- Xbox Game Reviews Previews Mod-Chips Accessories

Buy XBOX Mod-Chips and Accessories at:
Xbox360, XBox, Wii Chips
NDS, X-Box Accessories



To be accepted as an affiliate you have to place a link to us on your website and e-mail us your URL - ModChips - Mods
Xbox HDD mods
  XboxWeb >> Xbox Game Reviews


Controller S

Controller S




No doubt about it. Smaller equals better.

Us silly Americans and our need to have everything big - big cars, big houses, big… well, Sir Mix-A-Lot not withstanding, this need for bigness came through with the first American console in a long while - the Xbox. The system itself is quite massive due to the sheer amount of things that have to go into it (DVD drive, hard drive, etc…), but why? Why such a huge controller? The big, beefy controller has been the focal point of a lot of Xbox naysayers out there (you know who you are). In truth, with the quality games that the Xbox has seen so far, it's about the only thing the anti-Xboxers can make fun of. However, with this combination of negative feedback and the simple reason that the controller is in fact too big for people with tiny hands (i.e.- women, kids, and other small people in general) to use efficiently, Microsoft wisely choose to release a modified version of the Japanese Xbox controller here in the states. So, how does this smaller controller stack up to the original?

In essence, the Xbox Controller S, or Controller Small, is just a regular old Xbox controller, minus a huge chunk of plastic and a few changes to the button placement. I was actually very surprised about just how small this puppy is. It's very reminiscent of holding a GameCube controller, which should give you a good idea of its size. Although, you'll be happy to know that with this size decrease came no loss of quality or comfort. Just like it's older, bigger brother, the Controller S is one of the most solidly built, durable controllers in the gaming world today. Which is very important cause you don't want your 40 bucks going to waste just because you're clumsy (or intoxicated). The comfort part is always a key factor in game controller design. You're going to be using this thing for hours upon hours and having sore fingers or wrists afterwards just doesn't cut it. Thankfully, with the Controller S' sleeker design this isn't a dilemma. It contours your hand perfectly, placing your index fingers right on the triggers, your middle three fingers firmly around the grips, and your thumbs in the perfect position to be primed for action.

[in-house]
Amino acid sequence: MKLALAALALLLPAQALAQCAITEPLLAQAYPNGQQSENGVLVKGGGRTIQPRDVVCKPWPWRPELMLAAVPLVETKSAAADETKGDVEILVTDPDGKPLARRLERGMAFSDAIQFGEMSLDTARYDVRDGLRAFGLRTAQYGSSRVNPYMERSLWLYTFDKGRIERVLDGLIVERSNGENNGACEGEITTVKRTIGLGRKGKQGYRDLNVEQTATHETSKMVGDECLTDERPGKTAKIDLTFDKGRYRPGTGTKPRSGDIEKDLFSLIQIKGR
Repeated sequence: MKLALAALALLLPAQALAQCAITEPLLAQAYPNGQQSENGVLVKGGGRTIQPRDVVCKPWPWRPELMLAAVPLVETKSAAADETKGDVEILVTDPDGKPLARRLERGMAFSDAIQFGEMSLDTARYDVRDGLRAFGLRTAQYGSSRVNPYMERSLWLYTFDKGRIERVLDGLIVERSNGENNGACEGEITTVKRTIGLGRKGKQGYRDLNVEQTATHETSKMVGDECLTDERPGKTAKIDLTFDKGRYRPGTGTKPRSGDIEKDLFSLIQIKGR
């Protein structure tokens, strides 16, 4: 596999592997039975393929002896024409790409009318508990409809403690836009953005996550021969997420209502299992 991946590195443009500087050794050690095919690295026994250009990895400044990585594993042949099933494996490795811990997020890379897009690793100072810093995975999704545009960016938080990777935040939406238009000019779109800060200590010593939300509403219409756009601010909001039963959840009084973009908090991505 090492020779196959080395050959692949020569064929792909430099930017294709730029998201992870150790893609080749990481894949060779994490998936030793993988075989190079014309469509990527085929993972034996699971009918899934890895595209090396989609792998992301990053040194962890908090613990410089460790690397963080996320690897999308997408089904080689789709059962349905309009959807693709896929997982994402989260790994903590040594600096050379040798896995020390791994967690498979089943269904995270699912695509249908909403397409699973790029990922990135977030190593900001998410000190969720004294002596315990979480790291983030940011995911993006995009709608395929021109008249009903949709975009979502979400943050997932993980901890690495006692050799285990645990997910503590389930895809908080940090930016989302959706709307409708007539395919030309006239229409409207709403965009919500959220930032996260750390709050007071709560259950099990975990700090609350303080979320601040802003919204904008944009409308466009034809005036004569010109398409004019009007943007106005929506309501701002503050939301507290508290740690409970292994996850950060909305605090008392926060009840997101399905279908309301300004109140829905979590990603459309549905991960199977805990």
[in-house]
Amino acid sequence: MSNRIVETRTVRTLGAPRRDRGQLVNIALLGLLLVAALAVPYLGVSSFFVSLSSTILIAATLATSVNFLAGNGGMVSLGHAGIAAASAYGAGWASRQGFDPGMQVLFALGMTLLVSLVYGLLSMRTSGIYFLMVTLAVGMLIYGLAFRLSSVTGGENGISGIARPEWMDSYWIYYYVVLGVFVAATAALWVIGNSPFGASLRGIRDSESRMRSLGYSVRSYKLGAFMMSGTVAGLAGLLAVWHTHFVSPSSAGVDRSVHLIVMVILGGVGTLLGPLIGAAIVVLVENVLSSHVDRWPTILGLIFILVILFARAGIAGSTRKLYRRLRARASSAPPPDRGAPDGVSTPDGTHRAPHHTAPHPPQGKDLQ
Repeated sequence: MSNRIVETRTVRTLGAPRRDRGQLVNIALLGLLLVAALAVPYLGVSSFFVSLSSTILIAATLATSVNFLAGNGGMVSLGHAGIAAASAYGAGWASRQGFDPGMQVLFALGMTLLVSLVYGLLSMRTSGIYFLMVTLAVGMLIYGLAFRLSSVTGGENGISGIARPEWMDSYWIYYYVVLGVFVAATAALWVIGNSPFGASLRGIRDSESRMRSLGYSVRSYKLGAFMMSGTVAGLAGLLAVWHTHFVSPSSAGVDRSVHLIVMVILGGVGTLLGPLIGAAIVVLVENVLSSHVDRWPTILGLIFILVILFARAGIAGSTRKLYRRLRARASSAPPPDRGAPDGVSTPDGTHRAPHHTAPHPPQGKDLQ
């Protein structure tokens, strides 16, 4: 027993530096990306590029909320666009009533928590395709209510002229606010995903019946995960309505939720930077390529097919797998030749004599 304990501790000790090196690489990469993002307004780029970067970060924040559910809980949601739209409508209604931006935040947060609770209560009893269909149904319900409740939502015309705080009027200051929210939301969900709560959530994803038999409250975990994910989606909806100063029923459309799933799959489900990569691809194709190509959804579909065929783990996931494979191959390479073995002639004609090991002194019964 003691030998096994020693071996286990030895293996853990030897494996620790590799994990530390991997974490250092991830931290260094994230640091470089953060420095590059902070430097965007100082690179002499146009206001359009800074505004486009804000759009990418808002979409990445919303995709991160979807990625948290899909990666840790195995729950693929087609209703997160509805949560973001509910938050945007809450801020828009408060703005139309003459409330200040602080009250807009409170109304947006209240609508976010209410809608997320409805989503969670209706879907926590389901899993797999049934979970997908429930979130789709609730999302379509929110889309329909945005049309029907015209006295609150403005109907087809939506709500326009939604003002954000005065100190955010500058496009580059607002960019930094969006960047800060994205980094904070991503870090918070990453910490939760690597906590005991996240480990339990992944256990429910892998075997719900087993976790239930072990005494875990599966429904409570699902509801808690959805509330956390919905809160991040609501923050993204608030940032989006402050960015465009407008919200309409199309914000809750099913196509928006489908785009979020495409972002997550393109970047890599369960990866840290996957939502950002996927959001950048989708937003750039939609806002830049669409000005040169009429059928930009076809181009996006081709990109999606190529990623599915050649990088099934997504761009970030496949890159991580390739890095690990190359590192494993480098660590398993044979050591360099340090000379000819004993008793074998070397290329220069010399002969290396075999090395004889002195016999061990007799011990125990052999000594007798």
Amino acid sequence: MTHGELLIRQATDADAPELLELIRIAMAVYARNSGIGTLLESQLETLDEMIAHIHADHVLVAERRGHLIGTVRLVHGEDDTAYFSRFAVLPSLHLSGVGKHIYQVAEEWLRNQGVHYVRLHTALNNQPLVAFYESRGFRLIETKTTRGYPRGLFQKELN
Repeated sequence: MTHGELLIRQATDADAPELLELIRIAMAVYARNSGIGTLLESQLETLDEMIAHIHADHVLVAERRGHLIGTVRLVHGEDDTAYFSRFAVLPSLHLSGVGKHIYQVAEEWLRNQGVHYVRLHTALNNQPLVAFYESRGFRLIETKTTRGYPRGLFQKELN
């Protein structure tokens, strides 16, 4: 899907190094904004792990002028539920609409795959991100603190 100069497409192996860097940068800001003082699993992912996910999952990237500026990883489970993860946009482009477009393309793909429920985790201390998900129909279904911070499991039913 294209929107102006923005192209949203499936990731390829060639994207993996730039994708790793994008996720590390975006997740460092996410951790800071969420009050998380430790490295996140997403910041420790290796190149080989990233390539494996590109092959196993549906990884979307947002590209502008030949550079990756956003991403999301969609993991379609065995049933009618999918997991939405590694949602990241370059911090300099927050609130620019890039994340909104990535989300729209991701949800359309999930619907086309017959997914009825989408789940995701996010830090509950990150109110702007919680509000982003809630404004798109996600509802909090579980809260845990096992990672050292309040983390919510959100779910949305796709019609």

First, let's take a look at the totally revamped placement of the six analog buttons. One of the main complaints of the standard Xbox controller is that the face buttons are too close to one another and that they have an odd slant to them. I too found this to be an issue, as hitting the wrong button became problemsome on more than one occasion. With the controller S, though, this is a problem no more. The controller features a classic diamond shape for the four main face buttons, much like the Dreamcast, and they are spread apart quite liberally. In fact, if you're use to using the original pad, it will take a little time to get used to this layout. But then again, the same applies to the entire controller due to its decreased size. With this new button layout you can't really keep the white and black buttons where they originally were, so they have been moved below the four main buttons, which works well as it makes them much, much easier to reach.

Due to the limited space that is now available between the right analog stick and the directional pad, the start and back buttons also had to be moved, and have been relocated right below the left analog stick. This really isn't very bothersome since these buttons are rarely used, although; for a while you're going to be looking down at the controller in order to distinguish between the two when it becomes necessary.